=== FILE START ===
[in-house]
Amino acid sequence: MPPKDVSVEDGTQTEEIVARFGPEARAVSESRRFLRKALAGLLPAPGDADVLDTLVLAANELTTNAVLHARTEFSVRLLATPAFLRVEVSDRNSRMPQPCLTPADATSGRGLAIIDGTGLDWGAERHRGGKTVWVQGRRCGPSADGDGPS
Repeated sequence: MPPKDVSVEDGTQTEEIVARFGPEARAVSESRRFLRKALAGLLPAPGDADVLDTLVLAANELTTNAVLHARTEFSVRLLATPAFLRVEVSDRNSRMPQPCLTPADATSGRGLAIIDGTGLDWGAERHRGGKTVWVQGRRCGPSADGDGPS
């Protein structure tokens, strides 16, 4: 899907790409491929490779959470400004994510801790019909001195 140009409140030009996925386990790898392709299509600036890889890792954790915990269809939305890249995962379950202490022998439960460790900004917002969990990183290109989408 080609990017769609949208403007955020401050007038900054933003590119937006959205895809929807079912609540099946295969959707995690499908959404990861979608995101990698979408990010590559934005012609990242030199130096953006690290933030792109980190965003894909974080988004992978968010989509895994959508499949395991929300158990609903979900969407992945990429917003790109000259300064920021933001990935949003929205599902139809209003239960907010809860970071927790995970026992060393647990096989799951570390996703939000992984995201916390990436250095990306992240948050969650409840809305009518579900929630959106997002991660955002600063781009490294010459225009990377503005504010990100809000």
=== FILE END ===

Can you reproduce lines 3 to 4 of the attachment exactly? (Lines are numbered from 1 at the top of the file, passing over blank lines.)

Repeated sequence: MPPKDVSVEDGTQTEEIVARFGPEARAVSESRRFLRKALAGLLPAPGDADVLDTLVLAANELTTNAVLHARTEFSVRLLATPAFLRVEVSDRNSRMPQPCLTPADATSGRGLAIIDGTGLDWGAERHRGGKTVWVQGRRCGPSADGDGPS
């Protein structure tokens, strides 16, 4: 899907790409491929490779959470400004994510801790019909001195 140009409140030009996925386990790898392709299509600036890889890792954790915990269809939305890249995962379950202490022998439960460790900004917002969990990183290109989408 080609990017769609949208403007955020401050007038900054933003590119937006959205895809929807079912609540099946295969959707995690499908959404990861979608995101990698979408990010590559934005012609990242030199130096953006690290933030792109980190965003894909974080988004992978968010989509895994959508499949395991929300158990609903979900969407992945990429917003790109000259300064920021933001990935949003929205599902139809209003239960907010809860970071927790995970026992060393647990096989799951570390996703939000992984995201916390990436250095990306992240948050969650409840809305009518579900929630959106997002991660955002600063781009490294010459225009990377503005504010990100809000």